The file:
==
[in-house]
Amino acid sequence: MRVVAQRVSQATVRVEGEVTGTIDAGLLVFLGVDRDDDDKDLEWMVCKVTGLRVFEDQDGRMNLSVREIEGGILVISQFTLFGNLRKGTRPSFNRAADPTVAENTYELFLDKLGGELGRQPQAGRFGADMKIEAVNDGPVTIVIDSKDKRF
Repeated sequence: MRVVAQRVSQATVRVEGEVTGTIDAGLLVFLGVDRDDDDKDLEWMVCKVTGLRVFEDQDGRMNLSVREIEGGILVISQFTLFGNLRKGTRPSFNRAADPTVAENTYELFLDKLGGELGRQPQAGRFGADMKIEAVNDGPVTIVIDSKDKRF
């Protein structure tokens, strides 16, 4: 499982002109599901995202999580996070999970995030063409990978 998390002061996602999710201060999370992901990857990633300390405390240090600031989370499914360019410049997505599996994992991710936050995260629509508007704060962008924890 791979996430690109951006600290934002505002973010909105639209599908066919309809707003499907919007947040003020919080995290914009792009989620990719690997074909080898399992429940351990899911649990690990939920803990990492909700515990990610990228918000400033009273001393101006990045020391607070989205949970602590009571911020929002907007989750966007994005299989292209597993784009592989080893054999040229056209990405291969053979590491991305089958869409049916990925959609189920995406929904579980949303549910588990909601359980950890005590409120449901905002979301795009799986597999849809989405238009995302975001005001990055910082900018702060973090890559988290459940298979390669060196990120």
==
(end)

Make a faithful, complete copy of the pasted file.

[in-house]
Amino acid sequence: MRVVAQRVSQATVRVEGEVTGTIDAGLLVFLGVDRDDDDKDLEWMVCKVTGLRVFEDQDGRMNLSVREIEGGILVISQFTLFGNLRKGTRPSFNRAADPTVAENTYELFLDKLGGELGRQPQAGRFGADMKIEAVNDGPVTIVIDSKDKRF
Repeated sequence: MRVVAQRVSQATVRVEGEVTGTIDAGLLVFLGVDRDDDDKDLEWMVCKVTGLRVFEDQDGRMNLSVREIEGGILVISQFTLFGNLRKGTRPSFNRAADPTVAENTYELFLDKLGGELGRQPQAGRFGADMKIEAVNDGPVTIVIDSKDKRF
């Protein structure tokens, strides 16, 4: 499982002109599901995202999580996070999970995030063409990978 998390002061996602999710201060999370992901990857990633300390405390240090600031989370499914360019410049997505599996994992991710936050995260629509508007704060962008924890 791979996430690109951006600290934002505002973010909105639209599908066919309809707003499907919007947040003020919080995290914009792009989620990719690997074909080898399992429940351990899911649990690990939920803990990492909700515990990610990228918000400033009273001393101006990045020391607070989205949970602590009571911020929002907007989750966007994005299989292209597993784009592989080893054999040229056209990405291969053979590491991305089958869409049916990925959609189920995406929904579980949303549910588990909601359980950890005590409120449901905002979301795009799986597999849809989405238009995302975001005001990055910082900018702060973090890559988290459940298979390669060196990120």